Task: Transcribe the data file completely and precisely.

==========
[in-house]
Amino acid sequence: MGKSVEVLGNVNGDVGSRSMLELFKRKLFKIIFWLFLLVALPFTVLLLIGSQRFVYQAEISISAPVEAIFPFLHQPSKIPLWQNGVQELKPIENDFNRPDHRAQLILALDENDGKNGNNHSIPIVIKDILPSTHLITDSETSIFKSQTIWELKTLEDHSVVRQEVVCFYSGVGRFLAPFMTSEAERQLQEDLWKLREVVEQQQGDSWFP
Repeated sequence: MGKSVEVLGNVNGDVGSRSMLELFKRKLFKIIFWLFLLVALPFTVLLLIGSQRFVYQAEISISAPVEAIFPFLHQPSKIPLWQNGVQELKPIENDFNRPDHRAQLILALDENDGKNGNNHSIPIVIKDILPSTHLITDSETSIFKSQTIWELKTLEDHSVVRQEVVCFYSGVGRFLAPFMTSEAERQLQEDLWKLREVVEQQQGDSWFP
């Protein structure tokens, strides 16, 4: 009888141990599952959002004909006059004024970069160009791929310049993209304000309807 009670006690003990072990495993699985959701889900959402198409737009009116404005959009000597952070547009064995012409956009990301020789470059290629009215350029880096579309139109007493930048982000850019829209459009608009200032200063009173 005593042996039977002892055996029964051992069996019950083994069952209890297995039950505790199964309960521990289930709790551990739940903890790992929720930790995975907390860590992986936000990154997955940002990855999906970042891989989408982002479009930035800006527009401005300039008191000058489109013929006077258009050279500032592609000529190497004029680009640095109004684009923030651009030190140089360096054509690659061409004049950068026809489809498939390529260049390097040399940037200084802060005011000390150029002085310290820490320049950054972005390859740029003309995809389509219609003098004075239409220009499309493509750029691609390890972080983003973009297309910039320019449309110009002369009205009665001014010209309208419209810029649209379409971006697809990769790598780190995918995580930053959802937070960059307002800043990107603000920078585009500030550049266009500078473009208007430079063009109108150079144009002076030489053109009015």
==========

[in-house]
Amino acid sequence: MGKSVEVLGNVNGDVGSRSMLELFKRKLFKIIFWLFLLVALPFTVLLLIGSQRFVYQAEISISAPVEAIFPFLHQPSKIPLWQNGVQELKPIENDFNRPDHRAQLILALDENDGKNGNNHSIPIVIKDILPSTHLITDSETSIFKSQTIWELKTLEDHSVVRQEVVCFYSGVGRFLAPFMTSEAERQLQEDLWKLREVVEQQQGDSWFP
Repeated sequence: MGKSVEVLGNVNGDVGSRSMLELFKRKLFKIIFWLFLLVALPFTVLLLIGSQRFVYQAEISISAPVEAIFPFLHQPSKIPLWQNGVQELKPIENDFNRPDHRAQLILALDENDGKNGNNHSIPIVIKDILPSTHLITDSETSIFKSQTIWELKTLEDHSVVRQEVVCFYSGVGRFLAPFMTSEAERQLQEDLWKLREVVEQQQGDSWFP
């Protein structure tokens, strides 16, 4: 009888141990599952959002004909006059004024970069160009791929310049993209304000309807 009670006690003990072990495993699985959701889900959402198409737009009116404005959009000597952070547009064995012409956009990301020789470059290629009215350029880096579309139109007493930048982000850019829209459009608009200032200063009173 005593042996039977002892055996029964051992069996019950083994069952209890297995039950505790199964309960521990289930709790551990739940903890790992929720930790995975907390860590992986936000990154997955940002990855999906970042891989989408982002479009930035800006527009401005300039008191000058489109013929006077258009050279500032592609000529190497004029680009640095109004684009923030651009030190140089360096054509690659061409004049950068026809489809498939390529260049390097040399940037200084802060005011000390150029002085310290820490320049950054972005390859740029003309995809389509219609003098004075239409220009499309493509750029691609390890972080983003973009297309910039320019449309110009002369009205009665001014010209309208419209810029649209379409971006697809990769790598780190995918995580930053959802937070960059307002800043990107603000920078585009500030550049266009500078473009208007430079063009109108150079144009002076030489053109009015």